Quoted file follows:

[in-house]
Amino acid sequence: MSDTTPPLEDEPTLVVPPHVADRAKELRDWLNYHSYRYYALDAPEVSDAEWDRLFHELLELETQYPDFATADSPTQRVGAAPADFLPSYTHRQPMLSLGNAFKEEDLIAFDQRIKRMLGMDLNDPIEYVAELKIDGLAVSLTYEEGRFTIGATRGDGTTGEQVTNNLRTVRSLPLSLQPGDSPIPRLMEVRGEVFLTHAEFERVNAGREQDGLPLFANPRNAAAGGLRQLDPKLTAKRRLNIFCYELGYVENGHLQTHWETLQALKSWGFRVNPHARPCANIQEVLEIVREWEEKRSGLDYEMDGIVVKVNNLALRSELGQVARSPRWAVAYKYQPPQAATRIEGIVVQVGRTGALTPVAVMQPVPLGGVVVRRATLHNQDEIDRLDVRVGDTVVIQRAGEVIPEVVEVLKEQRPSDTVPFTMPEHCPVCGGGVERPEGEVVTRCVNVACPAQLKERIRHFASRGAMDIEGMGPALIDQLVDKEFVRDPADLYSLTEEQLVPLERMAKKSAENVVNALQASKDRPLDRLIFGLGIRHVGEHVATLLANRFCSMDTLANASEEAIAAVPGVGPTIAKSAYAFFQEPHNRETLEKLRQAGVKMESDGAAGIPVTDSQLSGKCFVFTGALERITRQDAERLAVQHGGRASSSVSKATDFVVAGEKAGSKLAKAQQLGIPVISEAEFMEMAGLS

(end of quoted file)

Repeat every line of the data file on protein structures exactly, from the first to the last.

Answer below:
[in-house]
Amino acid sequence: MSDTTPPLEDEPTLVVPPHVADRAKELRDWLNYHSYRYYALDAPEVSDAEWDRLFHELLELETQYPDFATADSPTQRVGAAPADFLPSYTHRQPMLSLGNAFKEEDLIAFDQRIKRMLGMDLNDPIEYVAELKIDGLAVSLTYEEGRFTIGATRGDGTTGEQVTNNLRTVRSLPLSLQPGDSPIPRLMEVRGEVFLTHAEFERVNAGREQDGLPLFANPRNAAAGGLRQLDPKLTAKRRLNIFCYELGYVENGHLQTHWETLQALKSWGFRVNPHARPCANIQEVLEIVREWEEKRSGLDYEMDGIVVKVNNLALRSELGQVARSPRWAVAYKYQPPQAATRIEGIVVQVGRTGALTPVAVMQPVPLGGVVVRRATLHNQDEIDRLDVRVGDTVVIQRAGEVIPEVVEVLKEQRPSDTVPFTMPEHCPVCGGGVERPEGEVVTRCVNVACPAQLKERIRHFASRGAMDIEGMGPALIDQLVDKEFVRDPADLYSLTEEQLVPLERMAKKSAENVVNALQASKDRPLDRLIFGLGIRHVGEHVATLLANRFCSMDTLANASEEAIAAVPGVGPTIAKSAYAFFQEPHNRETLEKLRQAGVKMESDGAAGIPVTDSQLSGKCFVFTGALERITRQDAERLAVQHGGRASSSVSKATDFVVAGEKAGSKLAKAQQLGIPVISEAEFMEMAGLS